Comparing The Foresyte Saga Essay
Comparing The Foresyte Saga
Both extracts explore the theme of adultery and extreme examples of conflict in a relationship. However, the differing time periods in which they are set and the contrasting ways in which the authors portray them, vary accordingly. In both extracts it appears that the female protagonists seem to be the source of the problem within the relationship and the extracts centre on their supposed adulterous behaviour. The two extracts differ because in Shakespeare’s Othello, the audience know that Desdemona has in fact not cheated on her husband, but his possessive nature and mistrust of her has warped his judgement.
In Galsworthy’s novel, it is clear that the character of Irene clearly has been unfaithful through the description of her body language and the dialogue used, “so you’ve come back. ” The men in both extracts have the controlling factor within their relationships, and suffer from possessive love. In Othello, his desire to control Desdemona and to have her all to himself because she’s his wife, clouds his judgement on the situation; he’d rather her dead than for her to be with any other man and break another’s heart.
In Galsworthy’s novel, the man is indeed slowly losing control, but still tries to grasp it. His wife had gone off and had an affair and he wasn’t able to control that. Now he tries to claw it back by shouting at her to leave, “get out of my sight”, and then contradicts himself by continuing to ask her to stay, which she obeys, and he is now in the stronger position. John Galsworthy uses animalistic imagery throughout this extract to show the way that Irene has become trapped: “resemblance to a captive owl.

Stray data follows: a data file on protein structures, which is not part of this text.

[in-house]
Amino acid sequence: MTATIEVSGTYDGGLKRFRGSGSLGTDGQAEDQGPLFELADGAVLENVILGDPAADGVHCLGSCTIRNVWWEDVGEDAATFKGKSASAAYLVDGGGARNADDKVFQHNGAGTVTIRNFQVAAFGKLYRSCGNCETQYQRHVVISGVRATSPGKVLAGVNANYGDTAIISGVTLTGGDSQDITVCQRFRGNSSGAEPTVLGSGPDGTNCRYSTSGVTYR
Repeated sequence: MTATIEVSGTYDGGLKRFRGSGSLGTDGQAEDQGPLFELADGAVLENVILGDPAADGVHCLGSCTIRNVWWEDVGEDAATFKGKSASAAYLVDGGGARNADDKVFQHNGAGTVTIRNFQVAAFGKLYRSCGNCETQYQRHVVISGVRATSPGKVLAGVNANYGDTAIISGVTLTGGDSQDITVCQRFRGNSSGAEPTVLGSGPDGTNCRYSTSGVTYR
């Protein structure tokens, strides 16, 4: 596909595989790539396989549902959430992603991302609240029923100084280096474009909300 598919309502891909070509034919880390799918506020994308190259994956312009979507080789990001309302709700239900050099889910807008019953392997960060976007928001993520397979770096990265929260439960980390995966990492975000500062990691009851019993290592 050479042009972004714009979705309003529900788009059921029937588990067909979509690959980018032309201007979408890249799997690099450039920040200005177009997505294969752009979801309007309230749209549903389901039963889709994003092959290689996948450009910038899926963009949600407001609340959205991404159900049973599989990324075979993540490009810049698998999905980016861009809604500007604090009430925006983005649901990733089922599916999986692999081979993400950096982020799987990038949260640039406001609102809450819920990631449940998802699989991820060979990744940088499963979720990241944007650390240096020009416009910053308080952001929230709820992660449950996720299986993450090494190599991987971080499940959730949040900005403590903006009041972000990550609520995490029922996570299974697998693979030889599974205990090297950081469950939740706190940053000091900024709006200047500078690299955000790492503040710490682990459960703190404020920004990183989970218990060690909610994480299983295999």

” This comparison also shows the way Irene has become vulnerable, having lost her independence and freedom. This mirrors the situation of Desdemona in Shakespeare’s ‘Othello’. In this scene Desdemona is entirely helpless, Othello having already decided what must be done as an alpha male: “sweet soul, take heed of perjury: thou art on thy death bed. ” Shakespeare’s choice of language, for example, his use of imperatives, “Down, strumpet! ” makes it clear to the audience how much in control Othello is.
This control is echoed in Soames, who speaks with great authority and power: “take your hated body… out of my house… Get out of my sight”. Soames commands his wife here in a way that suggests he views her as a possession, who should not disobey him, emphasised in Galsworthy’s use of the image of Irene “huddled in the fur”, as though she is a belonging. Again Shakespeare reflects this idea in Othello, with the handkerchief used as a dramatic device embodying Desdemona’s belonging to Othello, her supposed giving it away driving him to madness: “I saw my handkerchief in’s hand.
Thou dost stone my heart. ” Neither Soames nor Othello can see the fault in their own actions, demonstrated by Galsworthy through rhetorical questions: “Why should I suffer? What have I done? ” Irene, however, is left in a helpless place, the animalistic imagery continuing, likening her to a trapped bird, her spirit crushed and giving up, “a bird shot and dying, taking farewell of all that is good – the sun and air and its mate. ” This comparison also links back to Irene’s now dead lover Bosinney, her partner, without whom she feels she is unable to function.